The plans raise questions about how to safely and profitably mine several miles below the surface. Success would mean overcoming problems such as possible rock falls, flooding and ventilation challenges and designing technology to overcome the threats.
Mark Cutifani, chief executive officer of AngloGold Ashanti Ltd., has a picture in his office of himself at one of the deepest points in Africa, roughly 4,000 meters, or 13,200 feet, down in the company's Mponeng mine south of Johannesburg. Mr. Cutifani sees no reason why Mponeng, already the deepest mining complex in the world, shouldn't in time operate an additional 3,000-plus feet deeper.
"The most critical challenges for all of us in South Africa are depths and depletion of reserves," Mr. Cutifani said in an interview.
The above article is just a different version of the story that led to the Deepwater Horizon incident. Greater risks and engineering challenges are being met by hardworking people going to ever greater lengths to overcome the lack of high quality reserves to go after.
By the time efforts this exceptional are being expended to scrape a little deeper, after ever smaller and more dilute deposits, it tells the alert observer everything they need to know about where we are in the depletion cycle, which is, we are closer to the end than the beginning.
Perhaps there are a few decades left, but we're not far off from the day where it will take far more energy to get new metals out of the ground compared to scavenging those already above ground in refined form.
At that point we won't be getting any more of them out of the ground, and we'll have to figure out how to divvy up the ones we have on the surface. This is such a new concept for humanity -- the idea of actual physical limits -- that only very few have incorporated this thinking into their actions.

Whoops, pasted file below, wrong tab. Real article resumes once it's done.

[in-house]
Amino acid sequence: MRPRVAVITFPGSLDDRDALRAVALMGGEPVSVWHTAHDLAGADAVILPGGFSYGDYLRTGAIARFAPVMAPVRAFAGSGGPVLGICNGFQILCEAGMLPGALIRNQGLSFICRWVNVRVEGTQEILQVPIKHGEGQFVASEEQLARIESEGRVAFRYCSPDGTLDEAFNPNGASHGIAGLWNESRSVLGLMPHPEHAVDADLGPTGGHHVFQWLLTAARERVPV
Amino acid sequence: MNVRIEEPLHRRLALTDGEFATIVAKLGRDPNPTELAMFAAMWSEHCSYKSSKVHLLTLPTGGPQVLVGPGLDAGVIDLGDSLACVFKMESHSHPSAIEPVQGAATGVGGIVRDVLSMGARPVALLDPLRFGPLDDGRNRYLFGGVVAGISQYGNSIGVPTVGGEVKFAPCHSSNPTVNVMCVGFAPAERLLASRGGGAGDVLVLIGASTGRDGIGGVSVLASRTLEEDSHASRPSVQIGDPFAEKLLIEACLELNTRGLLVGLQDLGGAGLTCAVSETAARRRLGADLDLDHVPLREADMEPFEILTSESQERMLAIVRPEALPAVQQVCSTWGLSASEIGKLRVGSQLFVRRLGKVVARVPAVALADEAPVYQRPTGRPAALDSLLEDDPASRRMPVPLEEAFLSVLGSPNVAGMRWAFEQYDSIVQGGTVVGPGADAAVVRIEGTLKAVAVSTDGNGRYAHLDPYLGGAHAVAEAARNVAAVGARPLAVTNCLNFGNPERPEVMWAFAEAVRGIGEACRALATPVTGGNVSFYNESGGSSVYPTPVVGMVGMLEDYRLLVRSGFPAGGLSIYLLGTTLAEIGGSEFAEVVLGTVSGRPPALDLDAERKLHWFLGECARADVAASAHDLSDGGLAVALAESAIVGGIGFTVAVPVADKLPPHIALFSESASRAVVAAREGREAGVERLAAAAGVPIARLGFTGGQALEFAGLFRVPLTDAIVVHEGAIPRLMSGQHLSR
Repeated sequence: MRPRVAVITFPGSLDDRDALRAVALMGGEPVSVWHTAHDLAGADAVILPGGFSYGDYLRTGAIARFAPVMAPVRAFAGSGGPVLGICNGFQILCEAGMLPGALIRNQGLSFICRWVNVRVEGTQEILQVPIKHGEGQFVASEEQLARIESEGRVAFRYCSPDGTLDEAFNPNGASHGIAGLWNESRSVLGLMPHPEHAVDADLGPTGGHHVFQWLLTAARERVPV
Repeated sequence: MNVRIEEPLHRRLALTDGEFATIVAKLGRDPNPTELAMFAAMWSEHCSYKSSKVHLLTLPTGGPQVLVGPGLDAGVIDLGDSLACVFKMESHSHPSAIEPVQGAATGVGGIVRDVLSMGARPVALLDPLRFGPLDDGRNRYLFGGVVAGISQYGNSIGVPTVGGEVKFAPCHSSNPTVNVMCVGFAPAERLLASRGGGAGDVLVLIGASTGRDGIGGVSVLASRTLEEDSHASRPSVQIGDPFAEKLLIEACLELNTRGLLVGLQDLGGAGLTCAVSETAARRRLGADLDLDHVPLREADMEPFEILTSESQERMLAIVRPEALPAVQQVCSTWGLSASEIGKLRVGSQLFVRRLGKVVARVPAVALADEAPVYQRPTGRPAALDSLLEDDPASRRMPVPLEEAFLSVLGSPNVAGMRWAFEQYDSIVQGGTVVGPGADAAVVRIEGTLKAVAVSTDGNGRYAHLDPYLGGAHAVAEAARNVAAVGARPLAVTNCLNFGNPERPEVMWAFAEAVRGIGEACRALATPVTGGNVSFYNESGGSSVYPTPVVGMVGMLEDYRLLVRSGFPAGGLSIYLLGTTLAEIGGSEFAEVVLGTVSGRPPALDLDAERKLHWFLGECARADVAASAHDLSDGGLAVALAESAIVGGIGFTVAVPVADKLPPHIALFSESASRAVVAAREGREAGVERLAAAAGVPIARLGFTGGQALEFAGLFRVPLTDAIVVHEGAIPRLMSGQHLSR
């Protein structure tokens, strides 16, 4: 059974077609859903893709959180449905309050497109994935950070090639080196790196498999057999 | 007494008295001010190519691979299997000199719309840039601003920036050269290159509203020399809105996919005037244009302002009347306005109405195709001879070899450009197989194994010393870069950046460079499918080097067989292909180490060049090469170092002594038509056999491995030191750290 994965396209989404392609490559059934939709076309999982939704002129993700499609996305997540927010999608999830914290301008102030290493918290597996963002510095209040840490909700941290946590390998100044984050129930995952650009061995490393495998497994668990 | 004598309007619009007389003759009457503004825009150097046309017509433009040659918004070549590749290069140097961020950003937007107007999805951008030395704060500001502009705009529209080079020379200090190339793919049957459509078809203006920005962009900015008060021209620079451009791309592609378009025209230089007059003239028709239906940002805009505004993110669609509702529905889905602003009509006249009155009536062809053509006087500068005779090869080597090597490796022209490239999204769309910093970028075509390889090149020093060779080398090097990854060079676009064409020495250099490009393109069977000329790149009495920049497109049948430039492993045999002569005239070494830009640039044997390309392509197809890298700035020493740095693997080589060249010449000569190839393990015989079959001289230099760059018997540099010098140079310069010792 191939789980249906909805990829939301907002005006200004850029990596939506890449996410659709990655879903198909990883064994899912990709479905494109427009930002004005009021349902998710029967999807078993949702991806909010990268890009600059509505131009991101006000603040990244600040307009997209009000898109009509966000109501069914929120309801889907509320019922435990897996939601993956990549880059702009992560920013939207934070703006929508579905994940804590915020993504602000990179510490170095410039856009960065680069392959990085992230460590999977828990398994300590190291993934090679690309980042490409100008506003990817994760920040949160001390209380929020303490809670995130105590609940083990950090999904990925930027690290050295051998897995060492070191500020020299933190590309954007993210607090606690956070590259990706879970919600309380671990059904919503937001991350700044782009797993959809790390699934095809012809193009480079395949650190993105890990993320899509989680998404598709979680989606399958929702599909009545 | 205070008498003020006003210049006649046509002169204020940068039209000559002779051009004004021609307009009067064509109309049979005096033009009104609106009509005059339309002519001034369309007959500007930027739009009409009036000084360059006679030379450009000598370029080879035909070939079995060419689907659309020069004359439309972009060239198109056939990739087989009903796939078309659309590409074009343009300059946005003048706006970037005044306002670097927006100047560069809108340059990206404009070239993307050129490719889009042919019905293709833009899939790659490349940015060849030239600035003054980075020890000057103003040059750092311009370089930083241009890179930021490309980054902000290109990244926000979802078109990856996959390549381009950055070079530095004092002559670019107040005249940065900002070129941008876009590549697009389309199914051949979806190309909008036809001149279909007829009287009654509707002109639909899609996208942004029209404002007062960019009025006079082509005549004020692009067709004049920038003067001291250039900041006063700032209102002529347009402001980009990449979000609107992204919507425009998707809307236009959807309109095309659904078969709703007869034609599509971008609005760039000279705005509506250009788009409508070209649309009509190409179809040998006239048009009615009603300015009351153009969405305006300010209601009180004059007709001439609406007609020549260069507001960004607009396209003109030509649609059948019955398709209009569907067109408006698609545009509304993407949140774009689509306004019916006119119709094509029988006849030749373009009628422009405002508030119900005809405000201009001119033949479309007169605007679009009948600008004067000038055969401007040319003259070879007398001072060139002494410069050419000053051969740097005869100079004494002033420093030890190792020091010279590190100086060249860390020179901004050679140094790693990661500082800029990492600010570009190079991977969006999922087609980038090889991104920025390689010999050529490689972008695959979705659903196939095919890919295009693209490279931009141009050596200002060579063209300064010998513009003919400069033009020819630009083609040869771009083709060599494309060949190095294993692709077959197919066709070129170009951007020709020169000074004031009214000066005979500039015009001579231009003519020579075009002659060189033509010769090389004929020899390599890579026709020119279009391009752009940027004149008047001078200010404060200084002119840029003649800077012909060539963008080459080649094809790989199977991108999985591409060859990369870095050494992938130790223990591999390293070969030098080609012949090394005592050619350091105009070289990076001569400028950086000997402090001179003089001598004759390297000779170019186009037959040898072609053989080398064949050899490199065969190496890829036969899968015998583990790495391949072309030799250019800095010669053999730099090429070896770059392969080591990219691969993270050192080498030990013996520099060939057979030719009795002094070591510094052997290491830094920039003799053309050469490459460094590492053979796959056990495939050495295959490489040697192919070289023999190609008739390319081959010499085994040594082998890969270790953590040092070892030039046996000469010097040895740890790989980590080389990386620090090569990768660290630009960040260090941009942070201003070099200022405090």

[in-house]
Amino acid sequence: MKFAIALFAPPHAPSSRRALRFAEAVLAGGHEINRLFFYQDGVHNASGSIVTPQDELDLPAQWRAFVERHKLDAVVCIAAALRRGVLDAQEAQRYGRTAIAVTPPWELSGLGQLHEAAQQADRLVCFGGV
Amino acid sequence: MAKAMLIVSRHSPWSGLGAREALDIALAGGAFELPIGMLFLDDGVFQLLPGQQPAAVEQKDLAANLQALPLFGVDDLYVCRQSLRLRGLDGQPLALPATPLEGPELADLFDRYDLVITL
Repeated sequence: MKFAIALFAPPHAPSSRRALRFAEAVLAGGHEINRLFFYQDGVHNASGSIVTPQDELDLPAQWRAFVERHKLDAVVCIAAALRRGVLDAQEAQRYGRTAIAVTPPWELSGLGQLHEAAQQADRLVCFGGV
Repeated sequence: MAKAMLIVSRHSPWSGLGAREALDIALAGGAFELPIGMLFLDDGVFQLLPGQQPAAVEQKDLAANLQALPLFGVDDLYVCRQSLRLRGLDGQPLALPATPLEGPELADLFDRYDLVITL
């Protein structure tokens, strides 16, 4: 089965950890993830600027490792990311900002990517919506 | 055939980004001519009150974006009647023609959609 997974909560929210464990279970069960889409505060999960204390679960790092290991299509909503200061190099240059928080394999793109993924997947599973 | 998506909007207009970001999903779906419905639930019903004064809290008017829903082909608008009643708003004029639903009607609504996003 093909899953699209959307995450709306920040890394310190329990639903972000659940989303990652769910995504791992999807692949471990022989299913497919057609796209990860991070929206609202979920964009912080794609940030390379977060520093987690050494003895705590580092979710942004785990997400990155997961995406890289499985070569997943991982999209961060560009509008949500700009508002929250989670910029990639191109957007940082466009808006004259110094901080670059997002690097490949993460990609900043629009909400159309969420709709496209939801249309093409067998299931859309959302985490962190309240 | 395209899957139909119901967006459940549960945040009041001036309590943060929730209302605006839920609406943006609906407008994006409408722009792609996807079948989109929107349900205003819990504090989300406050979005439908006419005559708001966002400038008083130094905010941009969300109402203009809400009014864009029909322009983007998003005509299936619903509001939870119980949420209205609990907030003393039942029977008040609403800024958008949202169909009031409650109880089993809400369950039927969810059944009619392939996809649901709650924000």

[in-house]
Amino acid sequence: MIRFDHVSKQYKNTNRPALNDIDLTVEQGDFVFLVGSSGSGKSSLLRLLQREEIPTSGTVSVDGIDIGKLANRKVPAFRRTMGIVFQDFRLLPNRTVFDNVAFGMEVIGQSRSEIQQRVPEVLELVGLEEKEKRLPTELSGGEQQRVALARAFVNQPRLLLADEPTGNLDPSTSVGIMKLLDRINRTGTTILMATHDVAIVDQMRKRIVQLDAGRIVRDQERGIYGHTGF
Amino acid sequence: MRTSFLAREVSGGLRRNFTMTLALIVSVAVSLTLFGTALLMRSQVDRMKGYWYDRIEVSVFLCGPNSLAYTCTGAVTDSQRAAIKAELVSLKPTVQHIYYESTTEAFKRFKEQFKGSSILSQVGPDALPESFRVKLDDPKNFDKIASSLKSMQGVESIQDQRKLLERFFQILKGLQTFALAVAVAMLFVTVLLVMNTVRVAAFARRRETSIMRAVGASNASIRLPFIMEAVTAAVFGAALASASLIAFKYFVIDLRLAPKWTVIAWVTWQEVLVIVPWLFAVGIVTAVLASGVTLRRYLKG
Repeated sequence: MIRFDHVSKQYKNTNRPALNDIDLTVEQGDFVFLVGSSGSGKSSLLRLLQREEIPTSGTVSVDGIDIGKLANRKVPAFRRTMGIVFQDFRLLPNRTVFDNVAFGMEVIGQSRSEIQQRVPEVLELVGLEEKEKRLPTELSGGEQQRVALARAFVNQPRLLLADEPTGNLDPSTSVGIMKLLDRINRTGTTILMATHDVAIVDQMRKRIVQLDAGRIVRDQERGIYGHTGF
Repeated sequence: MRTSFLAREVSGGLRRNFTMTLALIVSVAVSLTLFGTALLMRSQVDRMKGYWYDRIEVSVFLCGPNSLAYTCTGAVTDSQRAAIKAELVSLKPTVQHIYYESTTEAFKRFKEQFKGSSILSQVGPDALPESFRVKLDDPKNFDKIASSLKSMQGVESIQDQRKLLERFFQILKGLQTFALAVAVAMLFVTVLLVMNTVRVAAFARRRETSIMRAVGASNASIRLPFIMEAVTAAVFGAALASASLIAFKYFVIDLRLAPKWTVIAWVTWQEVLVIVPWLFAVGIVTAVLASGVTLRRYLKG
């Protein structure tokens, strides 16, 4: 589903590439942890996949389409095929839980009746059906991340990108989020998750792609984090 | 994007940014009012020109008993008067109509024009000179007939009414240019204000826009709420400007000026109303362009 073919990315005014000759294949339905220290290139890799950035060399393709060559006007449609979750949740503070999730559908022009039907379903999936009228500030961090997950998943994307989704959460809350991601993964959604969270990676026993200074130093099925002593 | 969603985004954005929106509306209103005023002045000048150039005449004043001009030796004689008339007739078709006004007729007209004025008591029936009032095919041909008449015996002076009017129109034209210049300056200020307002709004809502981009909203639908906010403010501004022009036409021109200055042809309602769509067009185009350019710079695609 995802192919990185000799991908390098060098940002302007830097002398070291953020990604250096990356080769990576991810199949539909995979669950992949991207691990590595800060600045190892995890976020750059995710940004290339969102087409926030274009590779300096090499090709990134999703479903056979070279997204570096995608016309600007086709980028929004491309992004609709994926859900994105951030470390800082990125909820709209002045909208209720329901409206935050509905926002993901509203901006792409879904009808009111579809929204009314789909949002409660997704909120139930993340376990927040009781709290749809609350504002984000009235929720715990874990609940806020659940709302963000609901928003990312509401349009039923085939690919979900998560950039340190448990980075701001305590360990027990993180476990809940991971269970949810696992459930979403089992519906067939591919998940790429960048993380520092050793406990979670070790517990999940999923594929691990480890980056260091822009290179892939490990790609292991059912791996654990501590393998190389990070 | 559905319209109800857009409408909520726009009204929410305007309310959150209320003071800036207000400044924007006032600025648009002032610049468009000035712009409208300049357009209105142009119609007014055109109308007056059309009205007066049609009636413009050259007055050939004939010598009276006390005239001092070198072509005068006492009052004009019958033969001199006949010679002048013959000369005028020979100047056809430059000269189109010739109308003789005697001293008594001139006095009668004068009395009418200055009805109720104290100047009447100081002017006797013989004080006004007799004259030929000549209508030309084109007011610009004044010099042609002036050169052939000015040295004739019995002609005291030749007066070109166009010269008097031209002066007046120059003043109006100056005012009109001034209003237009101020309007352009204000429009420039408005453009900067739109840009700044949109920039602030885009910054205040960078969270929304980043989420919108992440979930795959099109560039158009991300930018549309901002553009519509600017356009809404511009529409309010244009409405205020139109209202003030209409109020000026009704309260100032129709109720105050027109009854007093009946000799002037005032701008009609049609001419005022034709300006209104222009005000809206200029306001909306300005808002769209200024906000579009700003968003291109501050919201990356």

Most still trade and invest as is the future will always be larger and more plentiful, but the data no longer supports that view.
We are at a point in history where we can easily look forward and make the case for declining per-capita production of numerous important elements just on the basis of constantly falling ore grades. Gold and silver fit into that category rather handily.
Depletion of reserves is a very real dynamic. It is not one that future generations will have to worry about; it is one with which people alive today will have to come to terms.
The issue of Peak Cheap Oil only exacerbates the reserve depletion dynamic by adding steadily rising energy input costs to mix. Should oil get to the point of actual scarcity, where we have to ration by something other than price, then we must ask where operating marginal mines slot onto the priority list. Not very highly, would be my guess.
Part 3: Protecting Your Wealth With Gold
For all the reasons above, it's only prudent to consider gold an essential element of a sound investment portfolio.
In Part 3: Using Gold to Protect Yourself In Advance of the Greatest Wealth Transfer of Our Lifetime we detail out the specifics of how much of your net worth to consider investing in gold, in what forms to hold it, which price targets are gold and silver most likely to reach, and which eventual indicators (likely years away) to look for that will signal that it's time to sell out of your precious metal investments.
The battle to keep gold's price in check is truly one for the ages. Not because gold deserves such treatment, but because the alternative is for the world's central planners to admit that they've poorly managed an ill-designed monetary system of their own creation. As a result, price manipulation is an additional important factor to be aware of, and to address in your accumulation strategy.
Make sure you're taking steps today to ensure that the purchasing power of your wealth is protected, if not enhanced, when the trends identified above arrive in full force.